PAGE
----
Legs Up the Wall Pose provides some of the best benefits of Headstand, the King of all Yoga poses and Shoulder Stand, famously called the Queen of yoga poses. Unlike seen in the image, the pose can be performed quite easily using support which is described in the Note section below.
(For information on how to perform Shoulder Stand, visit this page).
Legs Up the Wall Pose is called as Viparitakarani in Sanskrit. 'Viparita' means 'inverted' and 'karani' means 'to perform'.
Legs Up the Wall Pose is one of the best restorative yoga poses. The pose stimulates manipura, visudhdhi, guru, ajna and sahasrara chakras. Chakras in the head are energy centers that promote wisdom, intuition and help us experience our bond with universal energy.
Other Benefits of Legs Up the Wall Pose
- Strengthens lungs
- Boosts heart health.
- Promotes blood circulation
- Regulates functions of thyroid gland
- Regular practice of the pose helps to strengthen the nervous system.
- Improves digestive function
- Strengthens the hips and back
- Reduces excess fat in hips
- Helps to relieve neck and back pain
- Energizes the whole body
- Helps to relieve PMS and menopausal pain
- Improves functions of reproductive organs
- Helps to maintain healthy weight
- Relieves leg pain
- Helps to cure swelling of ankle
- Helps to cure varicose veins
- Promotes youthful appearance; relieves wrinkles on face
- Practicing the pose helps to relieve headache.
- Improves eyesight
- Improves hearing skills
- It is an effective yoga pose for insomnia
- Practicing the pose helps to relieve stress.
- Promotes calm
How to do Legs Up the Wall Pose
- Lie down on your back on the mat with your legs stretched straight.
- Exhale as you lift your legs off the floor as in Half Plough Pose.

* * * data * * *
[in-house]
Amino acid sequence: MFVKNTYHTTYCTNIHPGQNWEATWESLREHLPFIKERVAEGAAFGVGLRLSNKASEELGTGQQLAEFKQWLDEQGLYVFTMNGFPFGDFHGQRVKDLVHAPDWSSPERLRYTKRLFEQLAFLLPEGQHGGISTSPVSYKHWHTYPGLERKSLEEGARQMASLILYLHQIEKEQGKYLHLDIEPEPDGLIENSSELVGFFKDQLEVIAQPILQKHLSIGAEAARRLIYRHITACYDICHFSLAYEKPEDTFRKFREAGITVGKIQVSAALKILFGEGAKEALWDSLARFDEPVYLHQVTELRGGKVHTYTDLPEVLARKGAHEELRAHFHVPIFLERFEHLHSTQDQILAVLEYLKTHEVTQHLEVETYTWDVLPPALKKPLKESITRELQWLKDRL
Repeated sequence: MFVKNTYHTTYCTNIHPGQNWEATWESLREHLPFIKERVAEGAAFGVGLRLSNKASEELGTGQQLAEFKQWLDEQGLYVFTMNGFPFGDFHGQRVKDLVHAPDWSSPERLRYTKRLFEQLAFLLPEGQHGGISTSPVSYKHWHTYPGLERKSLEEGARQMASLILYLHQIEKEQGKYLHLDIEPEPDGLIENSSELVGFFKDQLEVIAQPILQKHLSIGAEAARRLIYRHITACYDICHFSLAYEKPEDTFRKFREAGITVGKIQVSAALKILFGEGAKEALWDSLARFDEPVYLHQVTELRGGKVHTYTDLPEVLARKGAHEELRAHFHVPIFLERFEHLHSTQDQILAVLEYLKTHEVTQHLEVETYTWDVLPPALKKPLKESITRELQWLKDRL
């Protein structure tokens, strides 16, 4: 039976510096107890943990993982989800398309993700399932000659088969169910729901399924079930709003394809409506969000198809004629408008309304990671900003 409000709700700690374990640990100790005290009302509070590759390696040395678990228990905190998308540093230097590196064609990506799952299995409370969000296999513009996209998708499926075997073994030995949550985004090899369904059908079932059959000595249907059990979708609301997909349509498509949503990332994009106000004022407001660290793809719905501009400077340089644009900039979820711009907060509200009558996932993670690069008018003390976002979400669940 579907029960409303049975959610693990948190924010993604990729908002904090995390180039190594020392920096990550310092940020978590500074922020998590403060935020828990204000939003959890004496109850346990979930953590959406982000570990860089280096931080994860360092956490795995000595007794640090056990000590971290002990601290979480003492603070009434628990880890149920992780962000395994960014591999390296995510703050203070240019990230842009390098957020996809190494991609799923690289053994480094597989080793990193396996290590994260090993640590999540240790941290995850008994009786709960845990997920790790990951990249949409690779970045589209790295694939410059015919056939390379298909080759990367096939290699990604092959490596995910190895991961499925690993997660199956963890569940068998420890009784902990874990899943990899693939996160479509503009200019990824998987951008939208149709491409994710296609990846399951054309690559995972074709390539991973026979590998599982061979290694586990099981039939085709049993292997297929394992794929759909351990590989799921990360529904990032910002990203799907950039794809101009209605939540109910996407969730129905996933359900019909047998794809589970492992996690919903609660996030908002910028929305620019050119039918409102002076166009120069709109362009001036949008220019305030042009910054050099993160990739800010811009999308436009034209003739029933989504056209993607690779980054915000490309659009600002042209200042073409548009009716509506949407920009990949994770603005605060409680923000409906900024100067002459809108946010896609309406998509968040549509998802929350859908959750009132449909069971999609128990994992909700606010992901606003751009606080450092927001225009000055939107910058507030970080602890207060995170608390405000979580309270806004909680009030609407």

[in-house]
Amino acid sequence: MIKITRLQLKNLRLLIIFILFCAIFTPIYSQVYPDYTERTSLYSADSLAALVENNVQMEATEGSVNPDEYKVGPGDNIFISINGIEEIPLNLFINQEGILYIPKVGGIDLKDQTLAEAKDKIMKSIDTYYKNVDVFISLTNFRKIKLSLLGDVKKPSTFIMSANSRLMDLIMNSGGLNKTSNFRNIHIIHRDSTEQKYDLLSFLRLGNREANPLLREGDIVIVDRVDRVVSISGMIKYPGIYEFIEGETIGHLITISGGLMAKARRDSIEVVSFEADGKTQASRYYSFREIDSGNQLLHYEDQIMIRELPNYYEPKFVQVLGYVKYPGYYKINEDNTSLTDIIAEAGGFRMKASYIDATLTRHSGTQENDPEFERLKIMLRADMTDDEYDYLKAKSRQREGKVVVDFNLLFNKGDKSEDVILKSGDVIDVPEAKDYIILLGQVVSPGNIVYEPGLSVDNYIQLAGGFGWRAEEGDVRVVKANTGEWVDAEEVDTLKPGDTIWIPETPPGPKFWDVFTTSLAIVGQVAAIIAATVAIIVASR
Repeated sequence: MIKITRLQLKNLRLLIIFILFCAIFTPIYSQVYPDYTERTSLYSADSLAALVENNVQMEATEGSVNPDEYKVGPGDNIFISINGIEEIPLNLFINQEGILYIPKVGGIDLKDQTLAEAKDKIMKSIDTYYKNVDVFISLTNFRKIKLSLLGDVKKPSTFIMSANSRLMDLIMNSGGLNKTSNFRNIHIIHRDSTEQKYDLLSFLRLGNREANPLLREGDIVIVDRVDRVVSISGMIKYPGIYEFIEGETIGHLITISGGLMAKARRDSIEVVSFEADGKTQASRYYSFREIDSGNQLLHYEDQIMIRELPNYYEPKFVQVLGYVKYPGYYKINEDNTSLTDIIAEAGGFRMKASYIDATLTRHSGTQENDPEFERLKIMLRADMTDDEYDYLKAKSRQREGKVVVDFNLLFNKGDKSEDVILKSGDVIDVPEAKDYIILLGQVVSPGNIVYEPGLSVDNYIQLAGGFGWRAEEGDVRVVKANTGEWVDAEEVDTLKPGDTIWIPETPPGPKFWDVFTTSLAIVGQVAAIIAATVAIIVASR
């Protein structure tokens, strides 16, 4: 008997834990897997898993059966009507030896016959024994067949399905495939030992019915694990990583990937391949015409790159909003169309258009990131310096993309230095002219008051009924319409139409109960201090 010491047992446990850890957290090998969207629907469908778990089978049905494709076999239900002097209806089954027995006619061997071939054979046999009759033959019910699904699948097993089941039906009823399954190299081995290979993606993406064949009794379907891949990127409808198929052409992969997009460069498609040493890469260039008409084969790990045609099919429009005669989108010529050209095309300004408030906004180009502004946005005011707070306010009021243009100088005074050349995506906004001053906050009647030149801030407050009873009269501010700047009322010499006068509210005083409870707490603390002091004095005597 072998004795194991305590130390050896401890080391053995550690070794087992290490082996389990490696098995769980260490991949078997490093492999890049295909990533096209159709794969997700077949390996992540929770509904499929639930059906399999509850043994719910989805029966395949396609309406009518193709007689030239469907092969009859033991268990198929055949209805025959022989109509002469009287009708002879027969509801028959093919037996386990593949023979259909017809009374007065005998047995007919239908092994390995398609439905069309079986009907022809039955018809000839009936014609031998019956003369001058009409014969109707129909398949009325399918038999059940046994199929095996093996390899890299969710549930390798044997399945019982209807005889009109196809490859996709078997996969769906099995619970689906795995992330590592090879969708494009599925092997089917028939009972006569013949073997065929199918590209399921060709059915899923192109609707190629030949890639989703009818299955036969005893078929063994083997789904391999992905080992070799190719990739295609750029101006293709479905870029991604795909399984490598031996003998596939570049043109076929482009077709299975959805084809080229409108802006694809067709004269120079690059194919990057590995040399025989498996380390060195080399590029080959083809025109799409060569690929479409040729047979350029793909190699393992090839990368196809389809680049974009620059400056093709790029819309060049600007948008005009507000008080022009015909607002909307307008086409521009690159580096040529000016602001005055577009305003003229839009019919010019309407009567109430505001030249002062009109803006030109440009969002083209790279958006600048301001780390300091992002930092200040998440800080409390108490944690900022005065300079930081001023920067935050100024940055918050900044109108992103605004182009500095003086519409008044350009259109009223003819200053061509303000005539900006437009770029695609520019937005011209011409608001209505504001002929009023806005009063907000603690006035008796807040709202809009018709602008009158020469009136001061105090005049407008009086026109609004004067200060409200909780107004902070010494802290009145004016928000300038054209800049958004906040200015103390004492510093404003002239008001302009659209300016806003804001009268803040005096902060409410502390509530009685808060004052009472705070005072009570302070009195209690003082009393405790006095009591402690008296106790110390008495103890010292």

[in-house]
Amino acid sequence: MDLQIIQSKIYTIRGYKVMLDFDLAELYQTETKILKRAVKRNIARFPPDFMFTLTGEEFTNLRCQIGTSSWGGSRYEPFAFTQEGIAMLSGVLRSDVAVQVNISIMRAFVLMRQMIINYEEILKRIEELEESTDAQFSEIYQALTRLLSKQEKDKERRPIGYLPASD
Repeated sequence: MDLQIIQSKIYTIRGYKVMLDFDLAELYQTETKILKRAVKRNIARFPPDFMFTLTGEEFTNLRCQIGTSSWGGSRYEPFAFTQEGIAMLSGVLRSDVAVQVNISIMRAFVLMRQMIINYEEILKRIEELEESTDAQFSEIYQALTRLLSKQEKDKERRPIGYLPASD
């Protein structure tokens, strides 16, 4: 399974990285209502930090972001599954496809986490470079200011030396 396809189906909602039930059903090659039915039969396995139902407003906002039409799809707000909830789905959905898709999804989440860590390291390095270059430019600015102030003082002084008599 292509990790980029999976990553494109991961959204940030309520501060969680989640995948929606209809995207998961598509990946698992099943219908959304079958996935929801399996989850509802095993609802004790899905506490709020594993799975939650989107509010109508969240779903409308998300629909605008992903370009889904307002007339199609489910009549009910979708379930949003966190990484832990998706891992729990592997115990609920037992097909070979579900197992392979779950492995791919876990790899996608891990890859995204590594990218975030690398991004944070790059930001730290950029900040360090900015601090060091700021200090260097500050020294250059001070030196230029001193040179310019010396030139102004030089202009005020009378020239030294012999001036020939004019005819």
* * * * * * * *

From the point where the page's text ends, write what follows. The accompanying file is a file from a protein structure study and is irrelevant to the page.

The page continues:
- Tilt your legs towards your face.
- Place your palms under your hips and lift your hips off the floor.
- Your hips should be around 45 to 60 degree from the floor and your legs should be aligned to your hips or slightly forward.
- Fix your gaze on your big toes. Alternately, you can keep your eyes closed.
- Hold Legs Up the Wall Pose initially for one minute. Very gradually, you can increase the duration up to 20 minutes.
- To release the pose, place your hips on the floor, bring your legs down to the floor and lie down on your back.
- Relax in Rest Pose for a while.
Holding the pose for longer duration supporting your hips with your hands can be tough. Hence, you can either place a yoga block or two pillows on the floor, sit on it and lie down on the floor so your hips are now elevated. You can place your legs against the wall.
Those with severe eye conditions including glaucoma and those with severe spine and hip problems can refrain from practicing Legs Up the Wall Pose.
We have, in one of our earlier posts, explained the benefits and how-to-do of Cobra Pose. Today's pose is yet another challenging backbend yoga poses as Raja Kapotasana. In Sanksrit, 'Bhujanga' means 'snake'. The reason behind the name is explained in the post on Cobra Pose.
Today's yoga pose involves performing Lotus Pose in Plough Pose. You are well aware of both the poses. The pose is called Padma Halasana in Sanskrit. It is also called as Padma Pindasana meaning Lotus Embryo Pose, though there is slight variation to Lotus in Plough Pose.